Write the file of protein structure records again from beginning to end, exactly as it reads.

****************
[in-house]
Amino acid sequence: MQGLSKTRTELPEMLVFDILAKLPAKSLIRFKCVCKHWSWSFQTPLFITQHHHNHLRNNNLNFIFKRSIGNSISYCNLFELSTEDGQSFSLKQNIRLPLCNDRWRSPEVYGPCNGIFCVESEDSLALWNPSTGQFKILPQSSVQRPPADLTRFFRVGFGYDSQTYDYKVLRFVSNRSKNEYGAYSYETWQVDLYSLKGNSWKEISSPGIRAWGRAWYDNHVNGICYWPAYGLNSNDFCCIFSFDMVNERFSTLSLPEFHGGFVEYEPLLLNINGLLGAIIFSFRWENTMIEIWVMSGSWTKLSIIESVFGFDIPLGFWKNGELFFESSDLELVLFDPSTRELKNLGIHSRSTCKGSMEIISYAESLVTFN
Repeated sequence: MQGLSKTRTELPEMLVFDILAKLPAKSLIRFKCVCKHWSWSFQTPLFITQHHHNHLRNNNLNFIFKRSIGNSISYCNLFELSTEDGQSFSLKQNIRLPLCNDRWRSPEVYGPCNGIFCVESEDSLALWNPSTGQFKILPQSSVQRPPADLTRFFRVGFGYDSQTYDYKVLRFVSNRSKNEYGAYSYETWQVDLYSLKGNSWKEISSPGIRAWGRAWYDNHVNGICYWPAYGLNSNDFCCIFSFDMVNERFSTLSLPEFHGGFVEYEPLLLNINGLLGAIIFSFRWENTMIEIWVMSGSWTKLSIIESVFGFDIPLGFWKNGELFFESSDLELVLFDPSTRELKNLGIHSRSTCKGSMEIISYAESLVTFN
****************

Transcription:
[in-house]
Amino acid sequence: MQGLSKTRTELPEMLVFDILAKLPAKSLIRFKCVCKHWSWSFQTPLFITQHHHNHLRNNNLNFIFKRSIGNSISYCNLFELSTEDGQSFSLKQNIRLPLCNDRWRSPEVYGPCNGIFCVESEDSLALWNPSTGQFKILPQSSVQRPPADLTRFFRVGFGYDSQTYDYKVLRFVSNRSKNEYGAYSYETWQVDLYSLKGNSWKEISSPGIRAWGRAWYDNHVNGICYWPAYGLNSNDFCCIFSFDMVNERFSTLSLPEFHGGFVEYEPLLLNINGLLGAIIFSFRWENTMIEIWVMSGSWTKLSIIESVFGFDIPLGFWKNGELFFESSDLELVLFDPSTRELKNLGIHSRSTCKGSMEIISYAESLVTFN
Repeated sequence: MQGLSKTRTELPEMLVFDILAKLPAKSLIRFKCVCKHWSWSFQTPLFITQHHHNHLRNNNLNFIFKRSIGNSISYCNLFELSTEDGQSFSLKQNIRLPLCNDRWRSPEVYGPCNGIFCVESEDSLALWNPSTGQFKILPQSSVQRPPADLTRFFRVGFGYDSQTYDYKVLRFVSNRSKNEYGAYSYETWQVDLYSLKGNSWKEISSPGIRAWGRAWYDNHVNGICYWPAYGLNSNDFCCIFSFDMVNERFSTLSLPEFHGGFVEYEPLLLNINGLLGAIIFSFRWENTMIEIWVMSGSWTKLSIIESVFGFDIPLGFWKNGELFFESSDLELVLFDPSTRELKNLGIHSRSTCKGSMEIISYAESLVTFN